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3
votes
3answers
452 views

Can “whose” refer to a first-person subject in the third person?

This question came from a friend. It is from a college entrance exam for non-native English speakers. Link the following sentences with "whose": I was a small kid. My classmates laughed at ...
4
votes
4answers
7k views

Independent clause markers

I understand independent clauses, and how there are certain markers such as however, therefore, consequently which can denote an independent clause. The common example of use is when one of them ...
2
votes
2answers
140 views

Finnegan's Wake: “the least successful of whom was…” [closed]

Does the following sentence sound awkward because of the positioning of whom? Beans grew up in a Roman Catholic household with four brothers; the least successful of whom was the bank president.
1
vote
1answer
92 views

Is Anyone/ Who is used together?

The course is for anyone who is interested in learning about computers. Is there an error in the above sentence formation? Or can we just say: The course is for anyone interested in learning ...
4
votes
2answers
2k views

Is “of which” a proper way to begin a relative clause? [closed]

Germany is subdivided into 16 (federal) states, of which Bavaria is the largest. The thing is that my dictionary is not perfectly clear about this, i.e. there is no direct translation available. ...
2
votes
1answer
7k views

“for which” vs. “for what”? [duplicate]

Possible Duplicate: "Which" vs "what" - what's the difference and when should you use one or the other? Q: What's the rule-of-thumb on "for which" vs. "for what" ...
6
votes
1answer
259 views

Relative clause introduced by an adverb

“Your employment at Chent will terminate directly we find a suitable replacement.” (John Brunner, Quicksand, 1967) This sentence is said by a highly formal and stuffy character. I guess this use ...
9
votes
1answer
2k views

Why is 'that' sometimes optional before dependent clauses?

Sometimes, the word 'that' to introduce a dependent clause is optional. For example, these sentences both make sense with or without 'that': Long books [that] religious people like tend to be ...
2
votes
2answers
910 views

Can adjectives be placed without a noun after them?

Adjectives are placed before nouns. But sometimes I've seen (though I'm not sure if they are correct), things like: The item placed there I know that it may be a short way of saying "The item ...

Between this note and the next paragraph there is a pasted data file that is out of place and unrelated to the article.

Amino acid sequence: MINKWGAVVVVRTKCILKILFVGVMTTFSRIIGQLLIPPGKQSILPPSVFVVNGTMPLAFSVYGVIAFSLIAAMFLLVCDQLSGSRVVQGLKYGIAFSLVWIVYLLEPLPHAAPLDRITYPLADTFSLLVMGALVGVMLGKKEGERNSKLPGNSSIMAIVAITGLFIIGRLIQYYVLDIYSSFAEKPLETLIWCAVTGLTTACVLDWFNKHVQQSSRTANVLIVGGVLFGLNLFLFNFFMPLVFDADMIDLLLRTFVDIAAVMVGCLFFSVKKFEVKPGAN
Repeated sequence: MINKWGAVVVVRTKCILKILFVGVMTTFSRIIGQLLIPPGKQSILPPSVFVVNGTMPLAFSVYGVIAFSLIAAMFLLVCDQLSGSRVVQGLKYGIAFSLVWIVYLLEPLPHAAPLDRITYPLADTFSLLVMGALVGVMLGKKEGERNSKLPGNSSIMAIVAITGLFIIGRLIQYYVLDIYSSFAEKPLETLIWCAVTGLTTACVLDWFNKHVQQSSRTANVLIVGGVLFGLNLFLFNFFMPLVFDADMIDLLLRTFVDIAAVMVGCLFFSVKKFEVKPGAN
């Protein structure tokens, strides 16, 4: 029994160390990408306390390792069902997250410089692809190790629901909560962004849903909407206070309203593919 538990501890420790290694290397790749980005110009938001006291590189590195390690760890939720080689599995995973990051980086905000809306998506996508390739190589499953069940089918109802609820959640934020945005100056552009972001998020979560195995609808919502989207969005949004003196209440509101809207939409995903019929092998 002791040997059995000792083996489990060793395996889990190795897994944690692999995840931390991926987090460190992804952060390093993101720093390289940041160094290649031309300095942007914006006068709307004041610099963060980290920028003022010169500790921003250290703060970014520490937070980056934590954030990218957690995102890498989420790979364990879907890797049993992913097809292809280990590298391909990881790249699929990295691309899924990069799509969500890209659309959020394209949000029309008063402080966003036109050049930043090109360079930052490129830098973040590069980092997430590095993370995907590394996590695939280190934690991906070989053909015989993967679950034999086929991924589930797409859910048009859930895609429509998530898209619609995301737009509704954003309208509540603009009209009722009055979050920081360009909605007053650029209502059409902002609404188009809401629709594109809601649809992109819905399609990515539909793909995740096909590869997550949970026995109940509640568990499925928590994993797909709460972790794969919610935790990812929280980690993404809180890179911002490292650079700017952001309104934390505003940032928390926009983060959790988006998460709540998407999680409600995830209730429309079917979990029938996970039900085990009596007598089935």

21
votes
10answers
3k views

What rules make “Remember me, who am your friend” grammatical?

An acquaintance recalled this specific example from an English textbook, but it is jarring to my native ear. Is this an example of prescriptive grammarians gone wild?
1
vote
0answers
182 views

Possessive “that's” [duplicate]

Possible Duplicate: 'Which', 'whose' or something else? Is the use of "that's" correct in the sentence below? Imagine a frame with two sets of strings stretched across, ...
4
votes
2answers
430 views

Using “that” before a preposition

It's correct to say: Here's a nice recording, which I think you will like listening to. Here's a nice recording that I think you will like listening to. What about these? Here's a nice ...
3
votes
2answers
2k views

Are you comfortable with who(m) he is?

Are you comfortable with him? (correct) Are you comfortable with whom he is? (??) You're comfortable with whom he is. (??) Are you comfortable with who he is? (??) You're comfortable ...
3
votes
1answer
1k views

Can “who” as a relative pronoun sometimes be omitted?

Somebody once observed two things: people often omit the relative pronoun "who" or "whom" to avoid having to worry about which is grammatically correct however, in all cases where it can be omitted, ...
3
votes
1answer
638 views

Omissions of “that” in a relative clause [duplicate]

I am not clear on when the word "that" can be omitted in a relative clause. I only know that when the modified noun is the object in the clause, the antecedent "that" can be omitted. Are there any ...
6
votes
1answer
2k views

Using “who” for things (nonliving beings)

On an online typing tutor site I came across the following phrase: We're now going to move on to words who's first letter originates on the top row. Can "who" normally be used in this way (to ...
8
votes
1answer
166 views

“I do not know where … is” vs. “I do not know where is …”

Which of the following sentences is correct in the formal context? Both? If possible, please also explain why each of these sentences is correct/incorrect. I do not know where the best place to ...
5
votes
4answers
13k views

'Which', 'whose' or something else?

I would appreciate your help phrasing the following: I am looking for elements which/whose/... size/sizes is/are relatively large.
5
votes
3answers
881 views

“He was playing when he fell” or “he fell when he was playing”?

Which one is correct? He fell down when he was playing in the field. He was playing in the field when he fell down. Why?
9
votes
2answers
415 views

“That” or “which”? Does it matter?

If I wish to say something along the lines of Consider the bear that scratches his head. It seems to me that I could instead say Consider the bear which scratches his head. I am unsure ...
8
votes
3answers
24k views

Should you use “who” or “that” when talking about multiple people doing something?

Which of the following is correct? There were 10 people that went to the store. There were 10 people who went to the store. Edit: Which of the following is correct? There were 10 ...
82
votes
9answers
6k views

When to use “that” and when to use “which”?

When is it appropriate to use that as opposed to which?